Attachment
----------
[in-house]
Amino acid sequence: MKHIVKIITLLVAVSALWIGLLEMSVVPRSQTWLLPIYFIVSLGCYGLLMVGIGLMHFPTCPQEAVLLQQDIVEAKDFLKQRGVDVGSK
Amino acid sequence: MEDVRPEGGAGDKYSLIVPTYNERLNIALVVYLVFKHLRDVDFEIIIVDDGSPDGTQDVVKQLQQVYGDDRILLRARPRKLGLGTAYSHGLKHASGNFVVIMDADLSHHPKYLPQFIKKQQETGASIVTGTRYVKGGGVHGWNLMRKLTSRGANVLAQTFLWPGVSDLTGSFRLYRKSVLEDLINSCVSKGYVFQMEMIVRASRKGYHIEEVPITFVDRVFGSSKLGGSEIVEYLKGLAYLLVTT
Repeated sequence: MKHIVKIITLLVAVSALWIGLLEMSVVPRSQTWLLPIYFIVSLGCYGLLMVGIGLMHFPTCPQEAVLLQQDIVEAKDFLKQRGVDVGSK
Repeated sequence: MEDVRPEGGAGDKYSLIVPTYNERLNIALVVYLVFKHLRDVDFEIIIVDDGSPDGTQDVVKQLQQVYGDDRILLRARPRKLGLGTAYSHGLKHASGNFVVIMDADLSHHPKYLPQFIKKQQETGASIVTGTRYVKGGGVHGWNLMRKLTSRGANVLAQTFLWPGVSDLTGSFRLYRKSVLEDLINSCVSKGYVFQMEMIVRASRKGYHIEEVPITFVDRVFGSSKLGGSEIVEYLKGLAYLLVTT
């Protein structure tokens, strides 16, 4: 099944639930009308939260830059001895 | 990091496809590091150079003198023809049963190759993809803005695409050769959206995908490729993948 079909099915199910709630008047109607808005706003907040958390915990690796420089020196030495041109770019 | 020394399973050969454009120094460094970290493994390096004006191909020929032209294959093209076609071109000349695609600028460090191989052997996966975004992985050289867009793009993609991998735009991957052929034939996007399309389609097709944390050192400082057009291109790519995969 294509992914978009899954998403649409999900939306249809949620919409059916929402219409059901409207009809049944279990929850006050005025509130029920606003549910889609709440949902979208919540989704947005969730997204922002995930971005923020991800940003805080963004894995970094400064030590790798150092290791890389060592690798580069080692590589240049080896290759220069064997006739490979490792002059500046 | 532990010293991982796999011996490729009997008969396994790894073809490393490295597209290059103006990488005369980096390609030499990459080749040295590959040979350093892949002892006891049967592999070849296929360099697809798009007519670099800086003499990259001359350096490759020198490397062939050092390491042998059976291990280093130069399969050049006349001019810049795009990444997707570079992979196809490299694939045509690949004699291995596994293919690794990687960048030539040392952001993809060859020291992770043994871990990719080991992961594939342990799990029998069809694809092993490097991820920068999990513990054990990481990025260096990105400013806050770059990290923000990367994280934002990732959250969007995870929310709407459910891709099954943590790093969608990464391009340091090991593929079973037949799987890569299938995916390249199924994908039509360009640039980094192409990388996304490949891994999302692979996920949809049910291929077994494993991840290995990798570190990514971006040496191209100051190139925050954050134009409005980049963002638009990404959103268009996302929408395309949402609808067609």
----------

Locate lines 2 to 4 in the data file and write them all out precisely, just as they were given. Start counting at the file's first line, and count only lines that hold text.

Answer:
Amino acid sequence: MKHIVKIITLLVAVSALWIGLLEMSVVPRSQTWLLPIYFIVSLGCYGLLMVGIGLMHFPTCPQEAVLLQQDIVEAKDFLKQRGVDVGSK
Amino acid sequence: MEDVRPEGGAGDKYSLIVPTYNERLNIALVVYLVFKHLRDVDFEIIIVDDGSPDGTQDVVKQLQQVYGDDRILLRARPRKLGLGTAYSHGLKHASGNFVVIMDADLSHHPKYLPQFIKKQQETGASIVTGTRYVKGGGVHGWNLMRKLTSRGANVLAQTFLWPGVSDLTGSFRLYRKSVLEDLINSCVSKGYVFQMEMIVRASRKGYHIEEVPITFVDRVFGSSKLGGSEIVEYLKGLAYLLVTT
Repeated sequence: MKHIVKIITLLVAVSALWIGLLEMSVVPRSQTWLLPIYFIVSLGCYGLLMVGIGLMHFPTCPQEAVLLQQDIVEAKDFLKQRGVDVGSK